Find of the day follow up: Yes it is a Roadster

Out in Mesa, Arizona, there is a man with two American Austins.  They were imported there long ago from the mid west and have had the chance to spend their golden years in the warm dry climate.  Both cars are for sale and their histories are known back though the 1950’s; as they have been in the same family at least that long.

As for the two cars, there is a coupe; a perfect candidate for a hot rod.  It is a 1933-35 coupe that has an unfinished chop on it.  The chop was started in the 60’s, and the current owner spent a great deal of effort in correcting it so it was done properly.                      

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For more information on and photos of the coupe click here.

The second car is a 1933-1934 Roadster.  The car has had some modifications to it over the years so the previous owner could keep it on the road and up to date. 

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For information on and photos of the roadster click here.

The catch is, the seller would like to sell both for one price with almost enough parts to make the roadster correct.  There are a lot of parts in this lot, but it will take a lot of work to build a perfect car from either, and the seller has priced his cars accordingly.  If you’re not looking for perfect, but want a roadster you can put together with minimal work and enjoy, this may be your best chance this year.

The Unexpected

Have you ever gone on a vacation, only to find that the trip was the most memorable part?  This weekend I went on a journey with my Dad to look at a car I’ve been calling on since April.  The owner called me last week and was ready for me to come and take a look at it, so I completely changed around my weekend plans.  Usually, I make sure my expectations are a bit low, to ensure some excitement when I finally get to see what ever it is that convinced me to drive over 10 hours even if it is junk; but this time I let my guard down.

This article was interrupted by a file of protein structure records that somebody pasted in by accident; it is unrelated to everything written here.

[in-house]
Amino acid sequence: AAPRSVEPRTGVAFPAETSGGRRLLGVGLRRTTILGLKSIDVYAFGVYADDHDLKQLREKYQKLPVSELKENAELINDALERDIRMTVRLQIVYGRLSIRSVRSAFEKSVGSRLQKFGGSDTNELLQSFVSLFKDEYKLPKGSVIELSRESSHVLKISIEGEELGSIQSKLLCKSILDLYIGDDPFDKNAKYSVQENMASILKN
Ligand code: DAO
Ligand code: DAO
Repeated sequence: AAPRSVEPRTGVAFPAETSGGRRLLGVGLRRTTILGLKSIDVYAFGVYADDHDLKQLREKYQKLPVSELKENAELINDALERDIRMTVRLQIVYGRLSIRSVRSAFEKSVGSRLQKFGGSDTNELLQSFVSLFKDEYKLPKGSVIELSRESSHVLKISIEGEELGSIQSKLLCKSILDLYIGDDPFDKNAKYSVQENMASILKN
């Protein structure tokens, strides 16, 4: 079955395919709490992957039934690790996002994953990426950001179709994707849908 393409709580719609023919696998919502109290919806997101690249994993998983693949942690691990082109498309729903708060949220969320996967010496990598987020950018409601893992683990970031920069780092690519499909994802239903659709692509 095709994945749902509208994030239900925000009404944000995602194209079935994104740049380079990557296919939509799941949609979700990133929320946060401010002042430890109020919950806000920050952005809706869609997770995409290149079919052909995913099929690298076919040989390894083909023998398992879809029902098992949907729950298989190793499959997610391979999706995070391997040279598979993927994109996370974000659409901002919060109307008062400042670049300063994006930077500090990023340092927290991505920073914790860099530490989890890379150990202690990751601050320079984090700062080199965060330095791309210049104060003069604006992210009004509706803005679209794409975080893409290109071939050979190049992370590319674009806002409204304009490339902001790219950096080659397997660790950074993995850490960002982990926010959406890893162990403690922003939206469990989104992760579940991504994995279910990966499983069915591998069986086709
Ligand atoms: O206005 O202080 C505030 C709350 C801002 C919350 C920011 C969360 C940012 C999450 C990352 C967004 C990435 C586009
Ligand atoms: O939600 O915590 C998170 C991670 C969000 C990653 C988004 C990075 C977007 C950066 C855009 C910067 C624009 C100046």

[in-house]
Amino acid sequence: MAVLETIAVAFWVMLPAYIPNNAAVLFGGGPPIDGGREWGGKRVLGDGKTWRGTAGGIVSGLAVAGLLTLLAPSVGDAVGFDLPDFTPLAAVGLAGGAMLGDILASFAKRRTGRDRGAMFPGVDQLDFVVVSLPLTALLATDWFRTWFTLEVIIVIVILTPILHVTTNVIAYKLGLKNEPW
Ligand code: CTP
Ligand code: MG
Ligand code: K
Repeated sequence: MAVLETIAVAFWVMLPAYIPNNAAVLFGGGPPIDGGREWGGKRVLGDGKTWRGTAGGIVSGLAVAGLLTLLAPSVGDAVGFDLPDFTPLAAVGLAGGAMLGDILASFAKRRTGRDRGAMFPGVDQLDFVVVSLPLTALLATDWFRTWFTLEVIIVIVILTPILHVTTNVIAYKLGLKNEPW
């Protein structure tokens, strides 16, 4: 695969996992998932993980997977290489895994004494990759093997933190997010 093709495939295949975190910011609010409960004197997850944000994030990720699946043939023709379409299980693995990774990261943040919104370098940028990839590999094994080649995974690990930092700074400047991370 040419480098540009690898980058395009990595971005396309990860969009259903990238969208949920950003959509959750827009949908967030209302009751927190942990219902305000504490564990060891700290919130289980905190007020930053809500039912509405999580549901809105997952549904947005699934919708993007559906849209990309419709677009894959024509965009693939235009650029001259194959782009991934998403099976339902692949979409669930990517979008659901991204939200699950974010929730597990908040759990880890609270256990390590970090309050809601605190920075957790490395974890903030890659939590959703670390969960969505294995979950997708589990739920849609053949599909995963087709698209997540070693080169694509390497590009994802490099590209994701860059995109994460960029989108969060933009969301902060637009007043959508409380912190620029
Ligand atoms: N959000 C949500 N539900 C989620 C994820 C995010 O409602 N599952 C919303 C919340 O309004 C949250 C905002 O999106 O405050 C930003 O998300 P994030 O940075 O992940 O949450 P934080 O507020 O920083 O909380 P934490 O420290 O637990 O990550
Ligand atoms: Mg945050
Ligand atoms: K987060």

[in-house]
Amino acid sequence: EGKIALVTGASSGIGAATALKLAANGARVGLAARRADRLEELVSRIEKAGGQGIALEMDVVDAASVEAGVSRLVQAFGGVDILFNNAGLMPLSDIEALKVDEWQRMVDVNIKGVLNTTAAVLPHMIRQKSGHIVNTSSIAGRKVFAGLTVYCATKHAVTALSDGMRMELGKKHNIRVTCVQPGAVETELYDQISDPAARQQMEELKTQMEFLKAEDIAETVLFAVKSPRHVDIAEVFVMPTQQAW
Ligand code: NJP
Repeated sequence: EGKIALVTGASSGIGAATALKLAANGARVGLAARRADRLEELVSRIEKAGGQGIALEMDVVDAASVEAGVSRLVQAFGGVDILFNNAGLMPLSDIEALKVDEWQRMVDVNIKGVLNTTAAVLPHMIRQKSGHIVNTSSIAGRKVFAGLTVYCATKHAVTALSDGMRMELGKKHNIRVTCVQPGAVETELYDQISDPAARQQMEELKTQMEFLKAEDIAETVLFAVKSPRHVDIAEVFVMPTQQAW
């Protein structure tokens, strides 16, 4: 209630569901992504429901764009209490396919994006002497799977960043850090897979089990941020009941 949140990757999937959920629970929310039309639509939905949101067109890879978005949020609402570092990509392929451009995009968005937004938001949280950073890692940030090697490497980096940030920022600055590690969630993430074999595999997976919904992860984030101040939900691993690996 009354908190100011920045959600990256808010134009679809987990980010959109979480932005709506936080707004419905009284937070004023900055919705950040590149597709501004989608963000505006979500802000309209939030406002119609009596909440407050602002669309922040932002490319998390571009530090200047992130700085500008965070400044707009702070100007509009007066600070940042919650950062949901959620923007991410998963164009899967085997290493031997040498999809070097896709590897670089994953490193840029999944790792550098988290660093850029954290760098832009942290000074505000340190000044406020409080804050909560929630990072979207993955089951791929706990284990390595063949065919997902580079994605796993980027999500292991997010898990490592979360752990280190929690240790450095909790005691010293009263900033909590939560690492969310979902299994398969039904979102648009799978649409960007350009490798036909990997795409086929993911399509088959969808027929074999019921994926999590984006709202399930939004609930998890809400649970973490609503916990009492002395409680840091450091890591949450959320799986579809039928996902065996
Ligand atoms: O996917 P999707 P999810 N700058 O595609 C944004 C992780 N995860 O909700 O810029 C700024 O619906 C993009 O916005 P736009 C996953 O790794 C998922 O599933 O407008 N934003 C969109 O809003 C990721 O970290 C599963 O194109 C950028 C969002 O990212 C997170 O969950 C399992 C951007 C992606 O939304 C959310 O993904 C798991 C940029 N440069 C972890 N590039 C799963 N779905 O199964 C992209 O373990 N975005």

Seeing as I accidentally pulled a great deal of traffic from a website I enjoy, dedicated to a seemingly unrelated subject matter, I will veer down another path and save the story of the car for another day.  Tonight, I will tell you about the violin.  

Over 20 years ago, I began playing the violin.  Amazingly, that was a time when I was fairly indifferent to cars.  My Dad had a LaSalle which I enjoyed driving in, but I hadn’t gone completely off my rocker for these things yet.  Instead, the violin fascinated me.  The concept that horse hair, metal, and wood could create such amazing sounds boggled me.  Many of the road trips my Dad and I took were to antique shops where we would look for oddities including antique instruments.  Occasionally, we’d find an old beat up violin, and I would be overcome with a rush thinking I found a lost Stradivarius.  More often than not, I found garbage, but with each mistake, I honed my skills and kept an eye out for them wherever we went.

Months ago, when talking to the owner of this particular car, our conversation somehow wandered into tales of my violin playing.  Apparently there were a few violins up for sale as well as the car.  My curiosity was piqued, this person not only had a car I was interested in but also a cache of violins that hadn’t seen the light of day in over 40 years.  Weeks after talking to the seller, I got a few photos of some violins which were for sale, and I waited to get to take a look.

After looking at the car, I almost left the owner without looking at the violins.  I was a bit disappointed with the car, as I was expecting too much, and almost forgot the second reason for the trip.  I ended up in a living room, faced with six violins and a pile of bows.  I spent more time sorting through the bows than i did looking at the car.  Out of all of the bows and the violins, one of each caught my eyes, a bow with a diamond shaped cross-section and a violin which is most likely a copy of a French master. 

 

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It’s been quite a few years since I have sincerely played the violin and slightly fewer since I actually devoted much attention to the instrument at all.  I wouldn’t say I lost interest, but the violin which has followed me over the past few years has a very brash tone, and takes a lot of the fun out of playing.  This new violin has a pleasant sound and the mystique of newness to me.  I’m happy with my purchase.  I’m fairly sure it’s not a valuable instrument, but it is nice and was a reminder that sometimes if we keep our blinders on, we can miss the hidden greatness in front of us.

I didn’t come home with a car this weekend, but I did come home with a violin, having eaten a slice of Jersey Shore Pizza from the mostly rebuilt boardwalk in Sea Side Heights, NJ, and a load of memories.  It couldn’t have worked out better.

Thank you to the fine folks at Violinist.com who found their way here, I appreciate your visits.